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Career and Education Opportunities for Industrial Engineers in Madison, Wisconsin

Industrial engineer career and educational opportunities abound in Madison, Wisconsin. About 5,230 people are currently employed as industrial engineers in Wisconsin. By 2016, this is expected to grow by 21% to 6,350 people employed. This is better than the nation as a whole, where employment opportunities for industrial engineers are expected to grow by about 14.2%. Industrial engineers generally design, develop, and evaluate integrated systems for managing industrial production processes including human work factors, quality control, inventory control, logistics and material flow, cost analysis, and production coordination.

A person working as an industrial engineer can expect to earn about $31 hourly or $66,280 yearly on average in Wisconsin and about $35 per hour or $73,820 per year on average in the U.S. as a whole. Industrial engineers earn less than people working in the category of Engineering generally in Wisconsin and less than people in the Engineering category nationally. Industrial engineers work in a variety of jobs, including: quality control industrial engineer, quality assurance analyst , and metrologist.

There are thirteen schools of higher education in the Madison area, including one within twenty-five miles of Madison where you can get a degree to start your career as an industrial engineer. Industrial engineers usually hold a Bachelor's degree, so you can expect to spend about four years studying to be an industrial engineer if you already have a high school diploma.

CAREER DESCRIPTION: Industrial Engineer

Industrial Engineer video from the State of New Jersey Dept. of Labor and Workforce Development

In general, industrial engineers design, develop, and evaluate integrated systems for managing industrial production processes including human work factors, quality control, inventory control, logistics and material flow, cost analysis, and production coordination.

Industrial engineers recommend methods for improving utilization of personnel and utilities. They also talk with vendors and management personnel regarding purchases and project status. Equally important, industrial engineers have to design manufacturing methods, labor utilization standards, and cost analysis systems to promote efficient staff and facility utilization. They are often called upon to estimate production costs and effects of product layout changes for management review and control. They are expected to communicate with management and user personnel to evolve production and layout standards. Finally, industrial engineers direct quality control objectives and efforts to deal with production problems, maximize product reliability, and minimize cost.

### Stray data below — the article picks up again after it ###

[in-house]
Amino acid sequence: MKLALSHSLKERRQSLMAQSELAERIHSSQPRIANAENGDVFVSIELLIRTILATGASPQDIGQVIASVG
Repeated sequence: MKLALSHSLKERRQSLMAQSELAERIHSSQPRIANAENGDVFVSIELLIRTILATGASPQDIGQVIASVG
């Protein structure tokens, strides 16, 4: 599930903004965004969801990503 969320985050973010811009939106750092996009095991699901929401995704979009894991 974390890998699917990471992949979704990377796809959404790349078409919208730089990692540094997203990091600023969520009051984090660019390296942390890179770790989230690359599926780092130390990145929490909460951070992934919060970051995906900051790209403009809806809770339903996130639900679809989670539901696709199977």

Every day, industrial engineers are expected to be able to think through problems and come up with general rules. They need to prioritize information for further consideration. It is also important that they articulate ideas and problems.

It is important for industrial engineers to apply statistical methods and perform mathematical calculations to establish manufacturing processes and production standards. They are often called upon to analyze statistical data and product specifications to establish standards and establish quality and reliability objectives of finished product. They also complete production reports and material, tool, and equipment lists. They are sometimes expected to record or oversee recording of data to insure currency of engineering drawings and documentation of production problems. Somewhat less frequently, industrial engineers are also expected to evaluate precision and precision of production and testing equipment and engineering drawings to formulate corrective action plan.

Industrial engineers sometimes are asked to draft and design layouts of equipment and workspaces to illustrate maximum efficiency using drafting tools and computers. They also have to be able to formulate and establish sequence of operations to fabricate and assemble parts or products and to promote efficient utilization and regulate and alter workflow schedules in line with established manufacturing sequences and lead times to expedite production operations. And finally, they sometimes have to schedule deliveries on the basis of production forecasts, material substitutions, storage and handling facilities, and maintenance requirements.

Like many other jobs, industrial engineers must be thorough and dependable and be able to absorb the factors involved and a problem and provide a well thought out solution.

Similar jobs with educational opportunities in Madison include:

  • Agricultural Engineer. Apply knowledge of engineering technology and biological science to agricultural problems concerned with power and machinery, electrification, structures, soil and water conservation, and processing of agricultural products.
  • Biomedical Engineer. Apply knowledge of engineering, biology, and biomechanical principles to the design, development, and evaluation of biological and health systems and products, such as artificial organs, prostheses, instrumentation, medical information systems, and health management and care delivery systems.